Certificates of deposit have been in the doghouse for years, with rock-bottom yields leaving investors cold.
But now things are changing. Government insurance for CDs looks more appealing as stock and bond markets get shakier and yields on the most generous CDs are competing with those of U.S. Treasurys. Many experts say CDs can be a good choice for investors aiming to avoid risk, earn some interest and have ready access to principal.
"CDs are becoming very popular among investors because of high-interest yields in comparison with Treasury notes of the same maturity," says Edith Muthoni, chief editor at LearnBonds, a bond-information website.
The chief benefit of a CD is protection of principal and interest earnings through federal deposit insurance, which protects holdings of up to $250,000 per category, such as CDs, per depositor at each bank.
"CDs have a reputation for being boring and predictable -- that's why some investors are so interested in them," says Michael Gerstman, CEO of the Dallas-based retirement planning firm Gerstman Financial Group. "If you are someone who is looking for safety, with better interest than a savings account ... then you might consider a CD. Also, the returns are fixed so you know what to expect each year."
For many investors, low yields on bank savings have been worth living with for protection against loss. But now the trade-off isn't so bad. Top-paying one-year CDs yield 2.7% to 2.8%, compared to about 2.3% for a one-year Treasury. But a Treasury can lose value if interest rates rise and make older, stingier bonds less attractive, while a CD holds its value through maturity no matter what interest rates do.
If interest rates are likely to fall, prices of older, higher-paying bonds will rise, giving the bond investor a capital gain on top of interest earnings, while a CD rate, or value, stays constant. But bond gains don't seem very likely today, as rates have more room to move up than down, and experts note it's very hard to predict interest rate moves, anyway.
Aaron H. Parrish, president of Level Wealth Management in Greensboro, North Carolina, suggests investors not count on bond price gains from falling rates but instead assume the yield they get when they buy a bond will be the total return they enjoy.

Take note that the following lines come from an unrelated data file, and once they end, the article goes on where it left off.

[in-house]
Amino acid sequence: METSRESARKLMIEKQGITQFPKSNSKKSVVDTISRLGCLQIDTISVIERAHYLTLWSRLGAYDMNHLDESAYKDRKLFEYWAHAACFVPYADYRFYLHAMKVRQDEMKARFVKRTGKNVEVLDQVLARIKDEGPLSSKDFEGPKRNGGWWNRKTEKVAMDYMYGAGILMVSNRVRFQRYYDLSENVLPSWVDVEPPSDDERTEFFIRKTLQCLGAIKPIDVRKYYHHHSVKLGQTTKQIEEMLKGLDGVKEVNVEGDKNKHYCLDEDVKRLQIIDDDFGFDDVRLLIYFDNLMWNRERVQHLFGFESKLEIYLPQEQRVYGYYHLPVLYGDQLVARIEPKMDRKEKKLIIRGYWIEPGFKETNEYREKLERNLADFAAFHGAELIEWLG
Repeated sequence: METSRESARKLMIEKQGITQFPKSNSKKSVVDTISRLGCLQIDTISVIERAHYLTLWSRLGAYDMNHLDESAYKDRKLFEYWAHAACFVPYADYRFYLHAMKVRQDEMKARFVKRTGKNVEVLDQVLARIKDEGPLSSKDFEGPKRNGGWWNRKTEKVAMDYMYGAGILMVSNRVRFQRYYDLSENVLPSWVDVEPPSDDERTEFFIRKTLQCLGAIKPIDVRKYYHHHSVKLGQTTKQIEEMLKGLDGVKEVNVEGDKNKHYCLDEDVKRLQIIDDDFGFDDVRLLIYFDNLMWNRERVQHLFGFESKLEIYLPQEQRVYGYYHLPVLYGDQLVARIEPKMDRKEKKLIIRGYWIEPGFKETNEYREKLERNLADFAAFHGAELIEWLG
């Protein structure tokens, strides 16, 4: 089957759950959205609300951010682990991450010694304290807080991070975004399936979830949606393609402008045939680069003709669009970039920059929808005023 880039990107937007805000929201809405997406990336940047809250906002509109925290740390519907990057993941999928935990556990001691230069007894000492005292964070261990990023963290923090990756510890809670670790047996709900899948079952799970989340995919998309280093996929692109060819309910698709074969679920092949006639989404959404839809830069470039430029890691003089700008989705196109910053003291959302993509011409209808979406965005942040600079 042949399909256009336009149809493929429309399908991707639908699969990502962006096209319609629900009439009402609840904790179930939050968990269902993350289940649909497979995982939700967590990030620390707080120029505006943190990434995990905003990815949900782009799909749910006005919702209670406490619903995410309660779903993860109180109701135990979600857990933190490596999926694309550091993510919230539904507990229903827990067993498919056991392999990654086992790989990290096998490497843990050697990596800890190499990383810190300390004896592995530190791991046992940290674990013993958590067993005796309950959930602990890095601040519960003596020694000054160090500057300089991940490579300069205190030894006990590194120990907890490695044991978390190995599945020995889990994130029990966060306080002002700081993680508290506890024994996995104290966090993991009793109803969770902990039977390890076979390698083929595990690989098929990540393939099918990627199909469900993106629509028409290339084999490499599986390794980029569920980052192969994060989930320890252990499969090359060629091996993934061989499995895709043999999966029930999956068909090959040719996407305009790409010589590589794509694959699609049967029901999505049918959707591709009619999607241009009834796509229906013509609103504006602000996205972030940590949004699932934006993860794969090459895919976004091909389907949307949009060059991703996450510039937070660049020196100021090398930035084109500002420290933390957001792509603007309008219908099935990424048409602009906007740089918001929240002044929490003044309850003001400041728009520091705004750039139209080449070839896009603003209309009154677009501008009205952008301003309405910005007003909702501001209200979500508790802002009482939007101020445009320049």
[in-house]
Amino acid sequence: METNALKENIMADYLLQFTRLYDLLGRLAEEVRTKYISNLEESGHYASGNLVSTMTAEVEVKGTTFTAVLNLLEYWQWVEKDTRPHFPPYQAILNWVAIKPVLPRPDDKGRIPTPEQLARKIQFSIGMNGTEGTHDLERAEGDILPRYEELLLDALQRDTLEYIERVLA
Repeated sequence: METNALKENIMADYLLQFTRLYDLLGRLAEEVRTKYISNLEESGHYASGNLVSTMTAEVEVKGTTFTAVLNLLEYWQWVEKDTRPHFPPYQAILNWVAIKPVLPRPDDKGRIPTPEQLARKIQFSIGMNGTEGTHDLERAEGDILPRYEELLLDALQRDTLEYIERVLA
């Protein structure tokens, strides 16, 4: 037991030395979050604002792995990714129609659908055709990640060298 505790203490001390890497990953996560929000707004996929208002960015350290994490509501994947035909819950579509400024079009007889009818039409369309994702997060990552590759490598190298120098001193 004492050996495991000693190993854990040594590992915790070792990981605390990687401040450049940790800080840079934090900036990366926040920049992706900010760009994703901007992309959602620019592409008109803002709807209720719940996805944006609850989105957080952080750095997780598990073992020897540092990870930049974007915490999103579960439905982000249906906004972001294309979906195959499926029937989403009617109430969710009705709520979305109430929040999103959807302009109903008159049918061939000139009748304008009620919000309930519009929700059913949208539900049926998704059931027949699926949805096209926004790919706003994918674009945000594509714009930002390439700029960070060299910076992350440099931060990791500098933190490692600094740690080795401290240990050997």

"Trying to predict the future movement of interest rates is a fruitless exercise," Parrish says. "For example, a little over 6 months ago the 10-year Treasury rate was over 3% with expectations that it would continue climbing in 2019. Fast forward to today and it has done the exact opposite."
Investors can therefore simply compare CD rates with bond yields, knowing that while bond prices will fall if rates rise, CDs will hold their value.
The ideal CD investor is someone expecting to need cash in the not-too-distant future, says Erik Skjodt, CEO of Medean, a personal finance service. "If you have $5,000 to $10,000 sitting in savings and are looking to buy a home in a year, it would be a great idea to buy a 1-year CD as you won't be tempted to touch the money due to the costs associated with withdrawing early."
Experts say investors should keep these things in mind:
-- Check choices online.
-- Read the fine print.
-- Build a ladder.
Check Choices Online
It used to make sense to do business with a local bank offering personal service. For routine matters like checking, it can still pay to choose a bank that offers conveniences like lots of ATMs. But since CDs do not involve day-to-day transactions, experts recommend looking for the best deal, which may be from an online bank that passes on savings from not having brick-and-mortar branches. Purchases can be by electronic transfer from your regular bank and funds from maturing CDs can be returned the same way. Search for "best CD rates."
"In my opinion, there is no benefit in favoring a local bank over an internet bank," says Mark Andraos, associate portfolio manager at Regency Wealth Management in Ramsey, New Jersey, noting the higher yield often found with internet banks. Services like maxmyinterest.com can help investors spread CD holdings among various banks, he says.
Read the Fine Print
As with any financial transaction, it pays to know how things work. How often is interest credited to the account, and what is the early withdrawal penalty? For a typical CD, it is the loss of three to 12 months of interest earnings, often with a minimum such as $25.
Treasury bonds can be sold at any time with no penalty, but that edge may be more than offset by the higher yield on a CD, even after a penalty is paid.
Also be aware that some products that look like CDs do not have FDIC insurance. They may in fact be mutual funds, annuities or life insurance products.
"You should also be aware of any call provisions where you might receive your (principal back) quicker than expected and potentially not receive the assumed rate of return," Parrish says.
Build a CD Ladder
A CD ladder means spreading your cash among bonds or CDs of varying maturities. Short-term ones will pay less but give you access to cash sooner, while longer maturities will keep your money tied up but pay more. Of course, if the early withdrawal penalty is small, it might make sense to favor the more generous longer-term CDs.
A CD ladder protects the CD owner if interest rates go up, because principal from the maturing short-term CDs can be reinvested in longer-term CDs with higher yields.
"As each CD matures, you reinvest the proceeds with a new later maturity from your prior, longest-maturity CD," Gerstman says. "This gives you the benefit of being able to stagger the availability of cash, and if interest rates are on the upswing, you are going 'up the ladder.'"